It's not a great distance from a vendor stand on P Street in Georgetown to the counters of some fine boutiques. Elaine Welsh and Anna Buchanan made the leap in less than four months.

They had been best pals as kids in London, sharing everything, including the jewelry they both love to wear. Even though they lost track of each other while they studied fashion at different art schools, there was an unspoken pact that one day they would work together.

Buchanan married an American and moved to Washington; Welsh came to visit. Now they talked a lot about what they might do. They had $500 between them to put into a business. Clothing wouldn't do because each item would be too big an investment, so they decided on jewelry. They spent $300 on beads and findings, $100 for a vending license and $100 for a tool kit and other things, including a table from Hechinger's and some black velvet to display their wares. "The first day out we made $45. We were ecstatic to go home with $20 each," says Welsh.

But now they sell the jewelry they make in a Capitol Hill basement to more than 100 shops around the country. In Washington it is Urban Outfitters for their tamer and less expensive things, Exclusivo for the more elaborate designs.

Although they expect to do $100,000 wholesale this year, they still occasionally take their jewelry back to the basement of Healy Hall on the Georgetown campus. "They were our best customers when we started. We don't want to forget them," says Welsh. At Bloomingdale's, India Is In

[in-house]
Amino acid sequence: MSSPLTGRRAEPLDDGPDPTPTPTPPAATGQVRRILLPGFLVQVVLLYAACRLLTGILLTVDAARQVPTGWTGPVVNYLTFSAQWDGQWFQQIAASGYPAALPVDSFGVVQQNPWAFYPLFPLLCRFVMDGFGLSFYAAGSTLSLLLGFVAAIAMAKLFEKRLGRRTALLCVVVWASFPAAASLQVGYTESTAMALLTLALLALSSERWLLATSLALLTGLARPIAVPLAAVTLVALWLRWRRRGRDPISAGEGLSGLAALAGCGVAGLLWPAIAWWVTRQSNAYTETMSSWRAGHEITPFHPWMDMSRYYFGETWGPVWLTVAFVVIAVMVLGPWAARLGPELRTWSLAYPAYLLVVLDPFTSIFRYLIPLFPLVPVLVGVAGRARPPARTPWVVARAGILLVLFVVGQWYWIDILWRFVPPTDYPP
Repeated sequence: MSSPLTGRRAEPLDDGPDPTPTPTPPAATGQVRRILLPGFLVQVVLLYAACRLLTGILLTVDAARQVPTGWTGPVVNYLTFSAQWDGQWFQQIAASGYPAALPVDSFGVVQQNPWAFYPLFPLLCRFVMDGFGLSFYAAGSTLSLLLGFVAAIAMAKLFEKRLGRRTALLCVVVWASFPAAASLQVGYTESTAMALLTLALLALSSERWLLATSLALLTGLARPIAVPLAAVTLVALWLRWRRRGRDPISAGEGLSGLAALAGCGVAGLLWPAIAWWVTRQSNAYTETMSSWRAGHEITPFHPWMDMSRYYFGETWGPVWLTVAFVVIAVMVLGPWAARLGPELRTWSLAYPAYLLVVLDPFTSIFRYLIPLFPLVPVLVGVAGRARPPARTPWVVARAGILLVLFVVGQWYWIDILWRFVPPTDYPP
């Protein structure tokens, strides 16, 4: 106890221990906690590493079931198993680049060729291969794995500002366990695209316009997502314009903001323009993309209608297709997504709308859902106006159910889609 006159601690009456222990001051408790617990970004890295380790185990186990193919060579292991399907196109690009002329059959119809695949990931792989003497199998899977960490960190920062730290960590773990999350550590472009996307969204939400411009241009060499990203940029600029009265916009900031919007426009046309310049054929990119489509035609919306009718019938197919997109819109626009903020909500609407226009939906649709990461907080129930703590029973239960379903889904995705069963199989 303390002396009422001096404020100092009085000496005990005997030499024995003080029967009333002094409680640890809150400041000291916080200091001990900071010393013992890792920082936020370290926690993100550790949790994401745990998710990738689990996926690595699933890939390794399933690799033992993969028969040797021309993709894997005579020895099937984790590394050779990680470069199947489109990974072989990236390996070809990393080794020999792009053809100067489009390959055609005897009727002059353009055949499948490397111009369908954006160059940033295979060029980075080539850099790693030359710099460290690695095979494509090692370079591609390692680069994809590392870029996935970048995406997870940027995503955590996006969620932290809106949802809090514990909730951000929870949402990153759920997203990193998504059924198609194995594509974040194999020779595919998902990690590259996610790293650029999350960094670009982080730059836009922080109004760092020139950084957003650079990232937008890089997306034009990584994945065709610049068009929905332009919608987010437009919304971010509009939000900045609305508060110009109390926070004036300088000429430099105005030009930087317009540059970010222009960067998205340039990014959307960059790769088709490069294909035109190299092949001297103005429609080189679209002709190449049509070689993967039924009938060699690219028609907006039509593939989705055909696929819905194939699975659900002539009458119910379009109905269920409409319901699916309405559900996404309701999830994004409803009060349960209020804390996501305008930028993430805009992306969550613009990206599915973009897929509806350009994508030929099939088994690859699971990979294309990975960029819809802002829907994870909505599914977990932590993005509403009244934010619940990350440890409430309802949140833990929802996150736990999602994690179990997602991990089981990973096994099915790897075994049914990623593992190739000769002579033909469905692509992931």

Chintz, bandanna, khaki, dungarees and madras are all words of Indian origin, but it is the unique Indian craftsmanship as well as the fabrics that sets apart the clothes and furnishings in the India promotion at all the Bloomingdale's stores. Designers have long taken advantage of Indian skill with beading -- Oscar de la Renta and Mary McFadden are among those whose intricate beaded dresses are hand-embroidered in India.

Some of McFadden's beading is part of the new Bloomingdale's promotion, and Ralph Lauren, who has always loved such Indian fabrics as madras and khaki, has expanded on these themes in clothes for men, women and boys as well as in home furnishings. It is hard to believe that Lauren has never been to India.

Some of the most popular items in the collection are bound to be those designed by Bloomingdale's own staff, which has things manufactured in India on an ongoing basis. Among them are the madras wrap dresses and easy white cottons for summer, as well as such home furnishings as brass lamps, candlesticks and goblets that have been polished to look like brass, steel, copper or all three, and pillows embroidered with the fine detail work from Rajastani wedding skirts. "The craftsmanship level in India is so high it should be supplying the world," Bloomingdale's Vice President Julian Tomchin told guests at a kickoff luncheon in White Flint recently. Designers on the Bridal Path

Note de la mode: Addressing the wedding question, Marc Bohan of Christian Dior HAS CREATED THE WEDDING DRESS for television anchor Maria Shriver; Carolina Herrera is rumored to be making the wedding dress for Caroline Kennedy (who, by the way, is sporting has a new short haircut.) -- and Lindka Cierachxr has il,7p reportedly been tapped to make the wedding dress for Sarah Ferguson, fiance' of Prince Andrew.

Also noteworthy, an unkind slip of the camera on last Tuesday night's episode of "Moonlighting" revealed Cybill Shepherd in her usual neat suit . . . with running shoes.xl